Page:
by Pilsbry (1895–1896).Mazzarelli (1897) described the new genus
Tylodinella for Tylodinella trinchesii Mazzarelli, 1897,butPruvot-Fol &
Fischer-Piette (1934) found no justification for the new genus and
it was synonymized with Tylodina. Finally, Fischer-Piette, Germain
& Pallary (1942) transferred Patella perversa to Tylodina, declaring it
the senior synonym of T. citrina, a name ultimately erroneously used
for the Mediterranean species T. punctulata (see Valdés, 2001); T. p e r -
versa is currently only known from the Mediterranean and Eastern
Atlantic. Until now, no studies have investigated the molecular phy-
logenetics of the species in the Mediterranean and Eastern Atlantic
and, thus, we do not know whether there is a single species of Tylod-
ina (Pruvot-Fol, 1954;Thompson, 1970;Willan, 1987) in this region
or multiple co-occurring ones (Pilsbry, 1895–1896;Watson, 1897;
Marcus, 1985). In this study, our main goal is to provide molecular
systematic and morpho-anatomical evidence to resolve the prob-
lematic taxonomy of the Tylodinidae of the Mediterranean and
Eastern Atlantic coasts.
MATERIAL AND METHODS
Sampling
Tylodina specimens are difficult to observe and are not often en-
countered by divers. A total of 34 specimens were collected by
hand during scuba diving and snorkelling in shallow water in
the Mediterranean Sea (NE Spain) and off the Canary Islands
(NE Atlantic Ocean); additional specimens were obtained from mu-
seum collections. Images of living specimens were taken underwa-
ter with a Nikon D90 camera coupled with a 60-mm macro lens.
The specimens were fixed in 95% ethanol and have been deposited
in the Museum of Comparative Zoology (MCZ), Harvard Univer-
sity. Voucher numbers and collection data are reported in Tabl e 1.
Permits to collect samples were issued by the Catalan Government
(permit no. SF/0589/2018).
DNA extraction, amplification and sequencing
Total genomic DNA was extracted from a small piece of the
foot using the Qiagen DNeasy Blood and Tissue Kit following
the manufacturer’s protocol. Three genes were amplified: the
mitochondrial genes cytochrome coxidase subunit I (COI; primers:
LCO1490, HCO2198; Folmer et al., 1994) and 16S rRNA (primers:
16S ar-L, 16S br-H; Palumbi et al., 1991), and the nuclear gene
histone H3 (primers: H3AD53, H3BD53;Colgan et al., 1998).
PCR reactions were carried out in 25-µl volumes with 5 µl 5X
Green GoTaq®Buffer, 0.5 µl dNTPs, 1 µl of each primer and 0.25
µl GoTaq®DNA Polymerase (Promega, WI, USA). For the mito-
chondrial markers, PCR conditions were as follows: an initial hot
start step of 3 min at 94°C; 35 cycles of 30 s at 94°C (denaturation),
30 s at 50°C (annealing) and 2 min at 72°C (extension); and a final
extension for 10 min at 72°C. PCR conditions were the same for
H3 apart from the annealing temperature, which was 53°C. PCR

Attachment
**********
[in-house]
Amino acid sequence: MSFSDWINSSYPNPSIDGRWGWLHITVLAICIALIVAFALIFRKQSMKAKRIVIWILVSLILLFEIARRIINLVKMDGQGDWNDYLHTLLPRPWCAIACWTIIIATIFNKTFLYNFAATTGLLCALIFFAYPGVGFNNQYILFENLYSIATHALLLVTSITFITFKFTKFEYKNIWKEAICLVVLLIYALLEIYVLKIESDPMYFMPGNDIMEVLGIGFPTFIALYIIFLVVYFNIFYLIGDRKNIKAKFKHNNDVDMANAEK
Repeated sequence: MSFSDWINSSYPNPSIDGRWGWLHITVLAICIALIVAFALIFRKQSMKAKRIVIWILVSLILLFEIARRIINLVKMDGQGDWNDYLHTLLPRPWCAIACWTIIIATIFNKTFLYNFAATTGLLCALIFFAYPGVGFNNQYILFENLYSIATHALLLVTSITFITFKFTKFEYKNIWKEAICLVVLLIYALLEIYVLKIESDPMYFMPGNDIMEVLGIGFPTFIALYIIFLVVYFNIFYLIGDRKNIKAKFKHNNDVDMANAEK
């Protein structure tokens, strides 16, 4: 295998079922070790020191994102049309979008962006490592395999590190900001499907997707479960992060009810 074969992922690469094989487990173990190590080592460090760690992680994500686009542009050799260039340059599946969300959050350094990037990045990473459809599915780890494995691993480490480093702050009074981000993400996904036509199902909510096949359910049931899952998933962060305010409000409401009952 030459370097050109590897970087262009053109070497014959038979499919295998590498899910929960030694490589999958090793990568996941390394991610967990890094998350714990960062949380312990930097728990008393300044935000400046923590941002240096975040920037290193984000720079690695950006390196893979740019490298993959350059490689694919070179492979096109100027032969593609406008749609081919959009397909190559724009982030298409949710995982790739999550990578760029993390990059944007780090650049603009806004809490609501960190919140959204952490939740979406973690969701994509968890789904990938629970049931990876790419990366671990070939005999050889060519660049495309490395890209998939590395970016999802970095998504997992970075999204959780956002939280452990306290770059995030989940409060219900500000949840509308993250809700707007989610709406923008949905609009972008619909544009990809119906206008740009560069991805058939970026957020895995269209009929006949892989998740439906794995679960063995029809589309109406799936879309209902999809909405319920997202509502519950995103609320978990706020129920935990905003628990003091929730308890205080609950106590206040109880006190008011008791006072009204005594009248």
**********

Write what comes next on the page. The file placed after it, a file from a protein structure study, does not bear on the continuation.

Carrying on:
failure and contamination were tested using gel electrophoresis.
Successful amplifications were purified using 1 µl ExoSAP-IT
(Affymetrix, CA, USA); sequencing was done in both directions on
an ABI 3730xl DNA Analyzer (Applied Biosystems Inc., CA, USA).
Phylogenetic analyses
Sequence contamination was checked for each sequence against
the GenBank nucleotide database, using the BLAST algorithm
(Altschul et al., 1997); all sequences were confirmed as belonging
to one of two umbraculid superfamilies, Tylodinoidea and Um-
braculoidea. Sequences were visualized, edited and assembled in
Geneious Pro 8.1.5 (Kearse et al., 2012). All new sequences have
been deposited in GenBank (see Table 1for acc. nos). Sequences of
each gene were individually aligned using the MUSCLE algorithm
(Edgar, 2004) implemented in Geneious; missing positions at the
ends of sequences were coded as missing data. We decided to avoid
filtering of the 16S rRNA alignment since this has been shown to
impact tree accuracy (Tan et al., 2015); in any case, our data for
this gene did not contain much variation. Saturation was tested for
the first, second and third codon positions of the protein-coding
genes COI and H3 using MEGA7 (Kumar, Stecher & Tamura,
2016); this was done by plotting GTR pairwise distances against
total substitutions (transitions +transversions).
Forty-nine specimens in total were used in the phylogenetic
analyses and the outgroup comprised two species each of Aplysi-
ida and Cephalaspidea. Phylogenetic analyses involved maximum
likelihood (ML) and Bayesian approaches and were run on the
CIPRES Science Gateway v. 3.3 (http://www.phylo.org/). ML
analysis was performed using IQ-TREE v. 1.6.9 (Trifinopoulos
et al., 2016); model selection for the concatenated dataset was car-
ried using ModelFinder (Kalyaanamoorthy et al., 2017) and the best
substitution models selected were TIM +F+I+G4 for COI,
2
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SYSTEMATICS OF TYLODINIDAE
Tabl e 1 . Material used in molecular phylogenetic and species delimitation analyses, with GenBank acc. nos (by gene region) and relevant references.